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Vietnam’s health ministry delays hospital fee hike until 2016

Vietnam’s health ministry delays hospital fee hike until 2016

Monday, November 23, 2015, 17:18 GMT+7

Vietnam’s Ministry of Health has decided to delay an increase in medical service fees at state-owned hospitals until next year instead of applying it on November 15 as previously planned for some 1,800 medical services, a health official has said.

Nguyen Nam Lien, head of the ministry’s Department of Finance and Planning, released the information at a press conference in Hanoi on Sunday.

Such a delay will give the ministry more time to modify the software to be used and provide training for healthcare facilities in applying new medicinal service prices, which are 2-5 times higher than current rates, Lien said.

The postponement will also create additional time for concerned agencies to encourage people to get themselves covered by health insurance before the hike is in place, the official said.

More than 10 provinces and cities now count less than 60 percent of their respective populations as insured, he added.

Meanwhile, the price rise is necessary because all expenses directly related to medical examination and treatment of patients as well as various allowances for health workers will now be calculated in the prices of some 1,800 medical services available at public hospitals, said Pham Luong Son, head of the Vietnam Insurance Agency’s department for health insurance policy implementation.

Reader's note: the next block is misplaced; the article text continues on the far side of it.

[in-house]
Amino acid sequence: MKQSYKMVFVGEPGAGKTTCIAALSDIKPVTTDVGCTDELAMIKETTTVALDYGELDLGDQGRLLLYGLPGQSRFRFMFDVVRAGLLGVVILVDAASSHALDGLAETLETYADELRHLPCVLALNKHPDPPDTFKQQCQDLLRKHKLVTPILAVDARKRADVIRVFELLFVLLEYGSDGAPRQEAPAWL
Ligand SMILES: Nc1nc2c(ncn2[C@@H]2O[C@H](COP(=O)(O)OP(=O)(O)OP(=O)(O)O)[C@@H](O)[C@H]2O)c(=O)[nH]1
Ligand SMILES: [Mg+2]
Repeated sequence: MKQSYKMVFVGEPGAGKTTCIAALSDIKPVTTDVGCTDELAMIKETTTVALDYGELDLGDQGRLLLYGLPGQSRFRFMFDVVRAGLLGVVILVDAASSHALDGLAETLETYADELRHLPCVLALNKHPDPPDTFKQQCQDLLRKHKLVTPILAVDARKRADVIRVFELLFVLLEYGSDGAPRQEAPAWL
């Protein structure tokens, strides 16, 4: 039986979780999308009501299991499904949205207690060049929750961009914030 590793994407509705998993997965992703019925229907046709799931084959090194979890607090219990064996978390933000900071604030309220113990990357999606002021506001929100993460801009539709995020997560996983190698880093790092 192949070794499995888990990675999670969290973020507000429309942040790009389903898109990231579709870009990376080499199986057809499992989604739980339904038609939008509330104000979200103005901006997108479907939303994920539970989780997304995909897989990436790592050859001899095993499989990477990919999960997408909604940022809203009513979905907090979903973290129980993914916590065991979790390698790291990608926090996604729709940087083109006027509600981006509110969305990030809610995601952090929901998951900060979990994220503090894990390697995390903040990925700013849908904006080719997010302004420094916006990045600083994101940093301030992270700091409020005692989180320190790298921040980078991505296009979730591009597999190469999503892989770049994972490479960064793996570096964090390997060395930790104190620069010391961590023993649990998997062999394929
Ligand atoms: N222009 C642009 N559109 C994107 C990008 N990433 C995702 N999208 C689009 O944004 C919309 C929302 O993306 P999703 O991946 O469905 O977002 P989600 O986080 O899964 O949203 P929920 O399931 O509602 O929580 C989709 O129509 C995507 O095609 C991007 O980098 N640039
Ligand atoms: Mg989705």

However, in total only 73 percent of the country’s population is covered by health insurance, which means about 25 million people are still paying hospital fees by themselves, Son said.

These uninsured people will be heavily affected by the upcoming increase in hospital fees, the second one since 2012, he added.

Under the plan for increasing medical service charges and bed fees at first-class and special hospitals will double to VND677,000 (US$30.1) per day in intensive care units, and to VND197,000-306,000 ($8.8-13.6) per day in other wards, the official said.

The cost of stomach flushing will rise from the current VND30,000 ($1.34) to VND106,000 ($4.75).

Examination fees will surge from VND20,000 ($0.9) to VND39,000 ($1.75) at first-class and special infirmaries, and from VND15,000 ($0.67) to VND37,000 ($1.65) at second-class hospitals.

At third and fourth-class hospitals, the examination will soar three times to VND32,000 ($1.43) and four times to VND30,000 respectively, Son said.

Meanwhile, the cost of surgery will go up by VND300,000-1.5 million ($13.4-67.2), said Lien, head of the ministry’s Department of Finance and Planning.

The new pricing scheme will also include salaries for doctors and wages for other health workers in the prices of medical services from March 2016, Lien said.

This means if a patient pays VND6 million ($267) for his medical treatment, VND350,000-400,000 ($15.6-17.8) of the amount will be used to cover wages for doctors and other health workers, he explained.

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